Wednesday, May 8, 2013

Solving last week’s local government decentralization riddle: school districts massively consolidated, special districts exploded, and counties and city governments stayed about the same

Last week I posted about some curious U.S. Census data I found that appeared to indicate that the number of local government units had shrunk by 42 percent since 1942, a trend that would seemingly buck conventional beliefs that local governments had, in fact, radically decentralized in the post-World War II era.

I couldn’t let this go, and this week contacted several researchers at the U.S. Census who gave some color to the data.  I thought I would pass along several aspects of what we discussed because it is not readily available on the Census website (or, at least, to someone like me who couldn’t otherwise find it).  Key points: 

--The aggregate numbers of local government units do, in fact, show a decrease in the number of local government units since 1942.

--However, the overall numbers are skewed by the dramatic centralization of one very particular type of local government unit:  the school district.  For instance, in 1942, there were 108,579 school districts but by 2007 (2012 data in this set is being released in the fall) there were just 13,051 school districts in the U.S.  For this data set, there are also numbers for 1932, in which there were 128,548 school districts.  That means we have just over 10% of the school districts in 2007 that we had in 1932 and with about three times the population.  Wow. 

--If you remove school districts from the data, it turns out that the conventional wisdom is right about special districts.  In 1942 there were just 8,299 special districts while in 2007 there were 37,381 special districts.  Wow…and in line with the narrative I typically tell students about proliferation of local governments.

--The number of city and county governments in the U.S. has largely held steady since the 1940s, though with regional variation.

This is really fun data to review.  For those who want to learn more, the data is available here.  Download file “”.  Open file “1_Govt_Org_Nat_State_Counts”.  Click on the “Table 3” and “Table 4” tabs to review data in this blog post.  Unfortunately, the tables are too large to be reproduced meaningfully as a jpeg on this blog, so you’ll have to go to the source if you’d like to see the detailed numbers.

A big thank you to the great folks at the U.S. Census, Joseph Dalaker and Liz Accetta, who provided amazing research assistance and helped me solve this riddle in just a few short days!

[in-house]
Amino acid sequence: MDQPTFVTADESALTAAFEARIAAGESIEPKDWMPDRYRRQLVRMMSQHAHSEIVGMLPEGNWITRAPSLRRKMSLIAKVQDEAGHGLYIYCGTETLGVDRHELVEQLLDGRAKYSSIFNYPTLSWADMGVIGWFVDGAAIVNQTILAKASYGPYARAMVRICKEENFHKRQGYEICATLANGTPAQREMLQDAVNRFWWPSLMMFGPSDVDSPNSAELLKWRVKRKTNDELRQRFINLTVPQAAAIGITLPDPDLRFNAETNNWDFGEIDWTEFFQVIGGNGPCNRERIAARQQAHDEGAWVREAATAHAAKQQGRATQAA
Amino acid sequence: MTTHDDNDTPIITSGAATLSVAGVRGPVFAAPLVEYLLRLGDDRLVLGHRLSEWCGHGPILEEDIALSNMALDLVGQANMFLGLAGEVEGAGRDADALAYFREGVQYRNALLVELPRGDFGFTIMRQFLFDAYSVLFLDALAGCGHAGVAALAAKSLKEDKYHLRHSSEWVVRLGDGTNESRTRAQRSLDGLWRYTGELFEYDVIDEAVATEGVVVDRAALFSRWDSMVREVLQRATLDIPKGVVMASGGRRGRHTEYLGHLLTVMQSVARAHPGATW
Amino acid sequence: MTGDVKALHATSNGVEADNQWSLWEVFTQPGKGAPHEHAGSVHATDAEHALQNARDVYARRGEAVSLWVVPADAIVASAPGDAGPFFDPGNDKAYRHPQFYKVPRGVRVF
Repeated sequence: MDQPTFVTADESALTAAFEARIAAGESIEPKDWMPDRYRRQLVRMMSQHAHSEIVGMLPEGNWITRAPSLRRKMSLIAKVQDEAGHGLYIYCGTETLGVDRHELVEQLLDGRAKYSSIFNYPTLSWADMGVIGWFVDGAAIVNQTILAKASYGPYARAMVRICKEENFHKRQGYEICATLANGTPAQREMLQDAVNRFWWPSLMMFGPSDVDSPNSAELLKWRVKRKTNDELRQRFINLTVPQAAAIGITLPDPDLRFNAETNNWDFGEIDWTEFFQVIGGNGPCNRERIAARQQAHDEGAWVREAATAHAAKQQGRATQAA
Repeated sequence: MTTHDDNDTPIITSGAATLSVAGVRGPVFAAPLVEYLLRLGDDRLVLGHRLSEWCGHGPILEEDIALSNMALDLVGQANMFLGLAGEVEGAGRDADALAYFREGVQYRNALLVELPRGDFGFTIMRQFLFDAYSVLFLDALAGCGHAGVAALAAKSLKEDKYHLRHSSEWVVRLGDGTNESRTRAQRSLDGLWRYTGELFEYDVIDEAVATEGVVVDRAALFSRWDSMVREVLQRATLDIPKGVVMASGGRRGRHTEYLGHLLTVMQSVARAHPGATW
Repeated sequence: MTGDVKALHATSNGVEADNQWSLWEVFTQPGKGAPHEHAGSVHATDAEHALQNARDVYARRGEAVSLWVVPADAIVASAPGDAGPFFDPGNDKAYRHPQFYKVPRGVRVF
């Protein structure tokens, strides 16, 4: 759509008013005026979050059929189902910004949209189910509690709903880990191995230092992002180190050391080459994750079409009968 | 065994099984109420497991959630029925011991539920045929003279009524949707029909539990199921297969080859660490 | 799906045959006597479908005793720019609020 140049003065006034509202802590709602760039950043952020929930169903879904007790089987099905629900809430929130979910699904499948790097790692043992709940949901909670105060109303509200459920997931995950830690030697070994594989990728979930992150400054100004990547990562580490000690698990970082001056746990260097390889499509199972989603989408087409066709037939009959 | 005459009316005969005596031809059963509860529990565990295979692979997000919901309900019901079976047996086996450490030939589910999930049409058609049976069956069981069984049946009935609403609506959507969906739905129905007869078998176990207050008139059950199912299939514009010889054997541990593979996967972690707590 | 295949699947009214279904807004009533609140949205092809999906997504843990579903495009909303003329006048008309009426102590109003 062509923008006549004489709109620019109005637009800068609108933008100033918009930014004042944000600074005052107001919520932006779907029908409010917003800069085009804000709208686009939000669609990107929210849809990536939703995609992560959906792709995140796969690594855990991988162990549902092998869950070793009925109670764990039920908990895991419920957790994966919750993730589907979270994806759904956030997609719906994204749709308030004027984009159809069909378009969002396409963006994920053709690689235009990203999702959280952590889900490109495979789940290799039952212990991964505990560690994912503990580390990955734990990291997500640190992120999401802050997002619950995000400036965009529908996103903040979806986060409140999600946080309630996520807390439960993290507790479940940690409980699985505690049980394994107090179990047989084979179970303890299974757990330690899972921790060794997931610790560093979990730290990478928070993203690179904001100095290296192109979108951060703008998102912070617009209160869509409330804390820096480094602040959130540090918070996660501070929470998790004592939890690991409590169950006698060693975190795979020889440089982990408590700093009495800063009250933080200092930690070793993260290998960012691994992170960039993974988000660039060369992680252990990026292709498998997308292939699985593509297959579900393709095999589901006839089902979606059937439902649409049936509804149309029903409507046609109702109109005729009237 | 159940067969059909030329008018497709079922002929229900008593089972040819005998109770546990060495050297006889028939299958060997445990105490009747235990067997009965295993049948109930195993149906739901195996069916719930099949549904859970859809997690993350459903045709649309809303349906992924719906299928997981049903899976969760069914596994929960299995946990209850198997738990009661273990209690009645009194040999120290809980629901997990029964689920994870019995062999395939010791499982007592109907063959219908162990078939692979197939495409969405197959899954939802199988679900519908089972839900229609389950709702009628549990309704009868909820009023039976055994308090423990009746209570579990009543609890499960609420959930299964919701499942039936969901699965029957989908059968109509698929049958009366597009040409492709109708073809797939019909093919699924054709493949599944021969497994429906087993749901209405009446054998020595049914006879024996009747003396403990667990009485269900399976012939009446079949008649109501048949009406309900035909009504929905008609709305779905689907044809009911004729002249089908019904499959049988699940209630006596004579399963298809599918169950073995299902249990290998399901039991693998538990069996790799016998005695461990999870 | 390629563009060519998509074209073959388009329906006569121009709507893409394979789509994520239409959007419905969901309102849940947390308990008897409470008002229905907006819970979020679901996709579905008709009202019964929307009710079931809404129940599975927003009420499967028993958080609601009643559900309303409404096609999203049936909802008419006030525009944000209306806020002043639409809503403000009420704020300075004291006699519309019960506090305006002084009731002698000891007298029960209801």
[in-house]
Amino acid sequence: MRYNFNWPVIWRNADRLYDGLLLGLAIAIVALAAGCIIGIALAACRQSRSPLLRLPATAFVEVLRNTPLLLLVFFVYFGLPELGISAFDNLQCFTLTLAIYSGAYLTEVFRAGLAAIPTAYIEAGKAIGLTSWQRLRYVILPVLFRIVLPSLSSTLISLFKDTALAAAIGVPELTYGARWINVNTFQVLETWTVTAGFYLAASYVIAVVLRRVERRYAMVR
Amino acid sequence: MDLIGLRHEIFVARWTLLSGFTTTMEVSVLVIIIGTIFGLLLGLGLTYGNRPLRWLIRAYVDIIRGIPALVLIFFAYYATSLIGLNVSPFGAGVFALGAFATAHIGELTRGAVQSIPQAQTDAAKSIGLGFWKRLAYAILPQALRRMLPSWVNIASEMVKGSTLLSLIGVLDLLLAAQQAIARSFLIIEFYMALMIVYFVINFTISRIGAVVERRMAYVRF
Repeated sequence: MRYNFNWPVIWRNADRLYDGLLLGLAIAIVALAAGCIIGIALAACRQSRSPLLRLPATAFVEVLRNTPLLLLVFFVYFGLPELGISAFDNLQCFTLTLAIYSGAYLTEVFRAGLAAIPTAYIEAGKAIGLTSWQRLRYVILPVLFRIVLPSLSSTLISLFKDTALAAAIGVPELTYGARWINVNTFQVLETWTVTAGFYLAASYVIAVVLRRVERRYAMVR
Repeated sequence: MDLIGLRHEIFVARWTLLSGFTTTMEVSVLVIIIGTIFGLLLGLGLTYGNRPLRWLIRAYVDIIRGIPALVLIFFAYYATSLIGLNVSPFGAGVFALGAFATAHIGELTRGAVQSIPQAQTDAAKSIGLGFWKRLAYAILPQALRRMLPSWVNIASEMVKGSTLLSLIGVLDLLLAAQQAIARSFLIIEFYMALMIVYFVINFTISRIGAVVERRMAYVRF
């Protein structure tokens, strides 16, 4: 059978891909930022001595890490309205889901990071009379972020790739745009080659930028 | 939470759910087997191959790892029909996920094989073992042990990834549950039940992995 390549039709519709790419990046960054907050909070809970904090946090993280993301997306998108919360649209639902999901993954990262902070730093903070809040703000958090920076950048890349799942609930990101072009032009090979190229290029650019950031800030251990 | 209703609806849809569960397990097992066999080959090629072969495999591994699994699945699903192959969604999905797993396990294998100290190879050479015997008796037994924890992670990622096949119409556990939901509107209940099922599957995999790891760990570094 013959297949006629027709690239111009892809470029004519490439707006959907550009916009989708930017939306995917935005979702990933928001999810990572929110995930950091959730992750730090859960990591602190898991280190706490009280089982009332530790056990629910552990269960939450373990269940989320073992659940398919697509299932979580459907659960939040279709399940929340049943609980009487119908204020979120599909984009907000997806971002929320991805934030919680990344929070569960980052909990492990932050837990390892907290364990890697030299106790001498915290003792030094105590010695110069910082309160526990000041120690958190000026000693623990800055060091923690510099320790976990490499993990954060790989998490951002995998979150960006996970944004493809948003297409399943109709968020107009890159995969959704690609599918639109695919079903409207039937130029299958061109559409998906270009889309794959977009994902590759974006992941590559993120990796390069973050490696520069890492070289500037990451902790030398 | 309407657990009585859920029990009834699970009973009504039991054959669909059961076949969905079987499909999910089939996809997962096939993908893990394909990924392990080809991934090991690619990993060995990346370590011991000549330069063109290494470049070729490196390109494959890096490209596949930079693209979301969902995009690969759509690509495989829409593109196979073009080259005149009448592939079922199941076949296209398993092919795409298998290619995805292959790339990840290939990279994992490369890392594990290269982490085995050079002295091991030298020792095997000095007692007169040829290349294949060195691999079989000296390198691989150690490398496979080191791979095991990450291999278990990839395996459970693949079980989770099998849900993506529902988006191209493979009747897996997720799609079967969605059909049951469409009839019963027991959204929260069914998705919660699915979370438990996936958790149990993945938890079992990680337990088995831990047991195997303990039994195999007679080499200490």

Stephen R. Miller

May 8, 2013 | Permalink | Comments (1) | TrackBack (0)

Tuesday, May 7, 2013

Professors' Corner May 8--Commercial Leasing

As many of you know, the ABA hosts a free "Professors' Corner" teleconference each month, where we have the chance to discuss recent cases and hot topics with scholars and practitioners.  Courtesy of Julie Forrester, here is the info on this month's discussion, which focuses on commercial leasing:

Professors’ Corner is a monthly free teleconference sponsored by the ABA Real Property, Trust and Estate Law Section's Legal Education and Uniform Laws Group. Each month’s call features a panel of law professors who discuss recent cases or issues of interest to real estate practitioners and scholars.   Members of the AALS Real Estate Transactions Section are invited to participate in the call (as well as to join and become involved in the ABA Real Property, Trust and Estate Law Section).

Wednesday, May 8, 2013

12:30 p.m. Eastern time (11:30 a.m. Central, 9:30 a.m. Pacific). Call is ONE HOUR in length.

Call-in number: 866-646-6488

Passcode: 5577419753

This month’s program, moderated by Professor Jim Durham of the University of Dayton School of Law, features a roundtable on Commercial Leasing.  Our two featured speakers will be Professors Celeste Hammond and Professor Daniel B. Bogart, who are co-authors of Commercial Leasing: A Transactional Primer, now in its Second Edition and published by Carolina Academic Press.

Professor Hammond is a Professor of Law and the Director of the Center for Real Estate Law at the John Marshall Law School in Chicago.  Professor Hammond will be discussing “Green” issues in commercial leasing and the implications of this “greening” for landlords, tenants, and their attorneys.  Here is a copy (for your download and preview) of a Powerpoint presentation that will accompany Professor Hammond’s comments:

Professor Bogart is the Daniel and Marjorie Bollinger Chair in Real Estate Law at Chapman University School of Law, where he serves as both the Associate Dean for Academic Affairs and as the Director of the Center for Land Resources.  Professor Bogart will be discussing some recent leasing decisions of note, including (click on the link for a copy of each decision):

J-Star Holdings, LLC v. The Pantry (Tenn. Ct. App. January 2013) (whether a commercial lease agreement requires the tenant to pay excise taxes imposed on the landlord):

Maida Vale, Inc. v. Abbey Road Plaza Corp., 96 So.3d 1027 (Fla. Ct. App. 2012) (whether a tenant who withheld payment of disputed CAM charges may be evicted for nonpayment of rent):

Fairfax Portfolio, LLC v. Owens Corning Insulating Systems, 2013 WL 440726 (10th Cir. 2013) (whether a tenant that surrendered the premises without repairing significant property damage as required by the lease can be deemed to have held over while landlord effects repairs so as to permit landlord to collect rent during that period):

Matt Festa

May 7, 2013 in Caselaw, Conferences, Scholarship | Permalink | Comments (0) | TrackBack (0)